Events Calendar

Alexander Klapproth (Helmholtz Zentrum München) Multi-scale MC simulations of gold nanoparticle induced DNA damages for kilovoltage x-ray irradiation using TOPAS-nBio
Tuesday 15 June 2021, 12:00pm - 01:00pm
Gold nanoparticles are considered as promising agents to increase radiosensitization. However, the mechanisms of the biological enhancement effects resulting from physical dose enhancement, reactions of chemical radical species and radiobiological repair mechanisms are still under investigation. In this study, we have developed a new multi-scale methodology for MC simulations of radiation induced DNA damage in vivo. A voxel mouse model irradiated by either 100 kVp or 200 kVp x-ray beams constitutes the macroscopic scale (mouse and tumor). To simulate the effects of AuNPs inside a cell, phase spaces were employed to transfer particles to the microscopic scale, which consists of a cell geometry including a detailed DNA model. Results are calculated both with and without AuNPs to study radiosensitizing effects. An AuNP induced enhancement of both dose and DNA strand breaks has been established for all scenarios. Produced chemical radicals including hydroxyl molecules, which are responsible for DNA damage, were found to be significantly increased. We further observed a dependency of the results on the location of the cells within the tumor for 200 kVp x-rays. Our new methodology allows the individual adjustment of parameters in each simulation step and can now be applied to other studies investigating the radiosensitizing effects of AuNPs on living cells.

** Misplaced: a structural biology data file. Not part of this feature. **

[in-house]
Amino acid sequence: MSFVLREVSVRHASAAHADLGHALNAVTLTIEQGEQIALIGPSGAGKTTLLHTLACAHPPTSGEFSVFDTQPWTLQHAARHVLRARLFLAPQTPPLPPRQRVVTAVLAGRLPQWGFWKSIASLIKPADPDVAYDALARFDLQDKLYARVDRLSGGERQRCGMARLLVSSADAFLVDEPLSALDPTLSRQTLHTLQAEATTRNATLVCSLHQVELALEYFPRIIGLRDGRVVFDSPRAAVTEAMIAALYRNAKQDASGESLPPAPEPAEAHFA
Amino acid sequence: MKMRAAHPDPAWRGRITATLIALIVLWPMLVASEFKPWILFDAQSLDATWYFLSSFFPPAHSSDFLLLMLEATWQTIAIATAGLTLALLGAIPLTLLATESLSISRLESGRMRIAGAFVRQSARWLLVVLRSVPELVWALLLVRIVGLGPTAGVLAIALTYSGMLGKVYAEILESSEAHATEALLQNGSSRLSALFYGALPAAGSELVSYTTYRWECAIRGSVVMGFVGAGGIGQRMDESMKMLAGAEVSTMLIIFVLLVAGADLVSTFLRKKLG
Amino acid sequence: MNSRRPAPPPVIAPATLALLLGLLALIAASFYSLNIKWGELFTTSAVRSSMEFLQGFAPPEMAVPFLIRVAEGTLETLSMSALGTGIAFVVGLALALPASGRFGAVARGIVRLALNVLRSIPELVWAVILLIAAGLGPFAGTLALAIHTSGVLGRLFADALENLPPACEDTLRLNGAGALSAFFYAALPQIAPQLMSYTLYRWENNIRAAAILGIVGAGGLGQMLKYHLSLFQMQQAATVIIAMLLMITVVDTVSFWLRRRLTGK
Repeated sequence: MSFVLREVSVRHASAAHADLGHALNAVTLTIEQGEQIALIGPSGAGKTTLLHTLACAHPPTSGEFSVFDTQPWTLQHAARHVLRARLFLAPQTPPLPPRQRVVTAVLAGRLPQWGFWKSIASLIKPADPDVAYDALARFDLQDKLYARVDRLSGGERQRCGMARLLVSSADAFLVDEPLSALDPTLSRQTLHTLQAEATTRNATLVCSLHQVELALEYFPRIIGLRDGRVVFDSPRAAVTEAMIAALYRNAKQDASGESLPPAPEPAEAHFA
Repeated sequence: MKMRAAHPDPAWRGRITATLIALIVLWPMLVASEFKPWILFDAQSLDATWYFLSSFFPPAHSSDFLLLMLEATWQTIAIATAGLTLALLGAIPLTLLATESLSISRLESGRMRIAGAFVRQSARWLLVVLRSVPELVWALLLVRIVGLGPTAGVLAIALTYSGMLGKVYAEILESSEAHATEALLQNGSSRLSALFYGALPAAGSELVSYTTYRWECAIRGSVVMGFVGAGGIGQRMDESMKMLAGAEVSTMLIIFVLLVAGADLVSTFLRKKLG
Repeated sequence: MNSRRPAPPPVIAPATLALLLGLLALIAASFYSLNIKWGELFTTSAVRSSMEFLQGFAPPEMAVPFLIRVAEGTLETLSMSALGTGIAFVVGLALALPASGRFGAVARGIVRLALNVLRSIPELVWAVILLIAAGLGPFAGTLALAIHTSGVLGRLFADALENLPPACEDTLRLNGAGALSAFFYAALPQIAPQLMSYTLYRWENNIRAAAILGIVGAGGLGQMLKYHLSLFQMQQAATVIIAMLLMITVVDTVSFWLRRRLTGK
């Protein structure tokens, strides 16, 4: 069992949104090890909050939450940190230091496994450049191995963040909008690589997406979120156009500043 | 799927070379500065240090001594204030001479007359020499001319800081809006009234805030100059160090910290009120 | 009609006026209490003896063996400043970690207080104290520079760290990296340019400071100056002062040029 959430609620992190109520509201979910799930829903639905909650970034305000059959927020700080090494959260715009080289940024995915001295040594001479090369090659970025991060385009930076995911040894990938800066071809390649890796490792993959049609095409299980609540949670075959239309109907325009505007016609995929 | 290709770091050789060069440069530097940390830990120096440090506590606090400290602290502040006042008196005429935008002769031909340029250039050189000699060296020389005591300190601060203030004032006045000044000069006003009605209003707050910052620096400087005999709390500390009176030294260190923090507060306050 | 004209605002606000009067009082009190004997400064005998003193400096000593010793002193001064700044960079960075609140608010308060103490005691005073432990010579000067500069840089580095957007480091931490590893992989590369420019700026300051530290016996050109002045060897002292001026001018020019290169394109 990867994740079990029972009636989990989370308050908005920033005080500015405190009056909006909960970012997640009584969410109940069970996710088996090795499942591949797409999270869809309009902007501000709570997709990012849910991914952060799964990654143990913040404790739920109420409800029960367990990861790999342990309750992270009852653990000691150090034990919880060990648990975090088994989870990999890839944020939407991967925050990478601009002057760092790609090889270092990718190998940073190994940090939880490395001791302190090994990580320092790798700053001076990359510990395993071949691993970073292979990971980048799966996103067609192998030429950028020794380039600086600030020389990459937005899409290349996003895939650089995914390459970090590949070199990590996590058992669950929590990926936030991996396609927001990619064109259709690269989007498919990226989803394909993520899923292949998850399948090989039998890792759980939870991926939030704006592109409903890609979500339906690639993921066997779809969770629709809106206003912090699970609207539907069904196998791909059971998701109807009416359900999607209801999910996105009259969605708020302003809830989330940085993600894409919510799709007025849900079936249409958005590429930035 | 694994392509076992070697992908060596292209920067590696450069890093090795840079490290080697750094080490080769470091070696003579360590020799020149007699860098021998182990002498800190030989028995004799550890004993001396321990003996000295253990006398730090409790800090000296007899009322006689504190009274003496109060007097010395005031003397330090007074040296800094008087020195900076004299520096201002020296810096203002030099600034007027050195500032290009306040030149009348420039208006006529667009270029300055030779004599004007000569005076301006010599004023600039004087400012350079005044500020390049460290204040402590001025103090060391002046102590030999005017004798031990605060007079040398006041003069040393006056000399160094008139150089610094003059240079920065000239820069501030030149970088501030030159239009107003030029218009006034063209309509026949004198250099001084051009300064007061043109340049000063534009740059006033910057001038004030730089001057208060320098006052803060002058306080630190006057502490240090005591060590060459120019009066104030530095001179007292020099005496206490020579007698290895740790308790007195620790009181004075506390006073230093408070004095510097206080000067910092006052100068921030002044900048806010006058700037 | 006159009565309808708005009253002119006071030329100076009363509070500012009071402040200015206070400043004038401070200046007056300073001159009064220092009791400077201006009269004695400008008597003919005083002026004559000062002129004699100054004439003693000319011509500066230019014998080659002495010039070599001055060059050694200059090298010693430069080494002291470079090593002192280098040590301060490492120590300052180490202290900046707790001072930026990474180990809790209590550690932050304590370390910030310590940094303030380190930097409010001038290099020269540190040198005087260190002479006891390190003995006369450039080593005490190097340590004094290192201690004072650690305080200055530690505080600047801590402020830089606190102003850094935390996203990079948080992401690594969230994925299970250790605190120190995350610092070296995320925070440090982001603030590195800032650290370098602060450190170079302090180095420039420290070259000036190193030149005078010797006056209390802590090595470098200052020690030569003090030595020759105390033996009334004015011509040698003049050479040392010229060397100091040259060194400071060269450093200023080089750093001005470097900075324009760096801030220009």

Short bio:
After I completed my "Mathematics in Bioscience" Master's Degree at the TU Munich in 2017, I started my PhD project at the Klinikum rechts der Isar in Munich in collaboration with the Helmholtz-Center Munich. This interdisciplinary work about Monte Carlo simulations of antibody targeted gold nanoparticles in preclinical radiotherapy combined the fields of mathematical modelling, cellular biology and medical physics. Today, I work as a mathematician at Willis Towers Watson in Munich.


Location : Virtual